05/28/2013 06:35 EDT

Mike Duffy '$90,000 Bill' Gets A Takedown Order From The Bank Of Canada

It seems the Bank of Canada can’t take a joke — at least when it comes to satires built on the banknotes it issues.

Canada’s central bank is reportedly unhappy with a satirical drawing from Vancouver cartoonist Dan Murphy, depicting Senator Mike Duffy’s face on a “$90,000 bill.”

It’s actually a $50 bill that has been altered in fairly obvious ways to feature Duffy’s face, along with a less noticeable image of a grinning Nigel Wright, the former chief of staff to Prime Minister Stephen Harper. It was Wright's writing of a $90,000 cheque to Duffy to cover the senator's expenses that inspired the cartoon.

According to a column in the Victoria Times-Colonist, the cartoon — which doesn’t appear to have run in any newspaper — appeared on the website of Murphy’s licencing agent, Artizans, but quickly drew a takedown request from the Bank of Canada, which owns the copyright to Canada’s currency.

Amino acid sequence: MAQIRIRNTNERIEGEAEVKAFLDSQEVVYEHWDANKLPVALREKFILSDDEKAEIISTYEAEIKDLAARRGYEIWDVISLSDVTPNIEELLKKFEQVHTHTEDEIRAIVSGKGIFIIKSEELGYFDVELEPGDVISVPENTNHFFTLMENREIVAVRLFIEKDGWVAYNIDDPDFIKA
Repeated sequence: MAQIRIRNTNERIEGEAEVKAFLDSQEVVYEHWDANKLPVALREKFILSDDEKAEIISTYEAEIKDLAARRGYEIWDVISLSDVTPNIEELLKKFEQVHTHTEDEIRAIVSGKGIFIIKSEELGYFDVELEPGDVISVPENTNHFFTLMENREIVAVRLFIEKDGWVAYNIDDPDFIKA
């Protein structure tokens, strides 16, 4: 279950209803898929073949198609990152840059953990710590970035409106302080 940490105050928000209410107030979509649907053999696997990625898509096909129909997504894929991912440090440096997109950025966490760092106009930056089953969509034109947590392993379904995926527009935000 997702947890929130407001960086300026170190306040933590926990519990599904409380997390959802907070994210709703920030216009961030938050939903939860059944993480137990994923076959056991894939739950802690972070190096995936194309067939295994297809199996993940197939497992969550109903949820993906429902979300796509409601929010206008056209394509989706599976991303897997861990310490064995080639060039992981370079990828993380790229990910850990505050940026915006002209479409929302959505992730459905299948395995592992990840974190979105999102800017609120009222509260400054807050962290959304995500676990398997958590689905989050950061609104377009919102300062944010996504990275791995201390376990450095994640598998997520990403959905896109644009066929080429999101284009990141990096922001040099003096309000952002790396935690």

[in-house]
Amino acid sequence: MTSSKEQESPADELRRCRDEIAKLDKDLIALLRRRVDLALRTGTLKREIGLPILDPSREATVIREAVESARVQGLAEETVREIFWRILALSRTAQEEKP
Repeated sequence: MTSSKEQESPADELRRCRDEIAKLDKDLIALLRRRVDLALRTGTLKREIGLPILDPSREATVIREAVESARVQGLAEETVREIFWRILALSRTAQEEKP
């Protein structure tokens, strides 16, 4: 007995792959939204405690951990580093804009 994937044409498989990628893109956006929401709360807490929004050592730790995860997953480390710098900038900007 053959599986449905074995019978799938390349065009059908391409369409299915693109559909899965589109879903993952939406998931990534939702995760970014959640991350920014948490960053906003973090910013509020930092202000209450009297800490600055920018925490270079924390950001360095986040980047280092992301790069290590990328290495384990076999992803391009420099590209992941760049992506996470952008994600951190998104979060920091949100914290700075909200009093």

Yet it seems the cartoon is still available for sale at Artizans’ website.

The bank’s policy on reproduction of bills warns of criminal penalties for counterfeiting, and notes you need permission to reproduce a bill, which apparently Murphy didn’t obtain.

The bank will only approve a reproduction if “the proposed use does not tarnish the dignity and importance of currency to Canadians.”

“I didn’t know I held bank notes in such high regard. I thought I just spent them,” quipped the Times-Colonist’s Jack Knox.

While the image did not appear at the Times-Colonist, it did appear on Boing Boing, the blog run by Canadian sci-fi writer Cory Doctorow.

At the risk of raising the Bank of Canada’s ire, here is the image in question:

mike duffy fake bill 90000

Copyright experts say the bank is on thin ground asking for a removal in this case.

If the Bank relies on copyright law to censor Murphy’s cartoon, then its claim has very little merit,” University of Toronto associate law professor Ariel Katz wrote on his blog.

“Even if a banknote is a ‘work’ for the purpose of copyright … the Copyright Act permits fair dealing with a work for several purposes, which include ‘parody or satire’.”

The Bank of Canada did not immediately respond to a request for comment from HuffPost.

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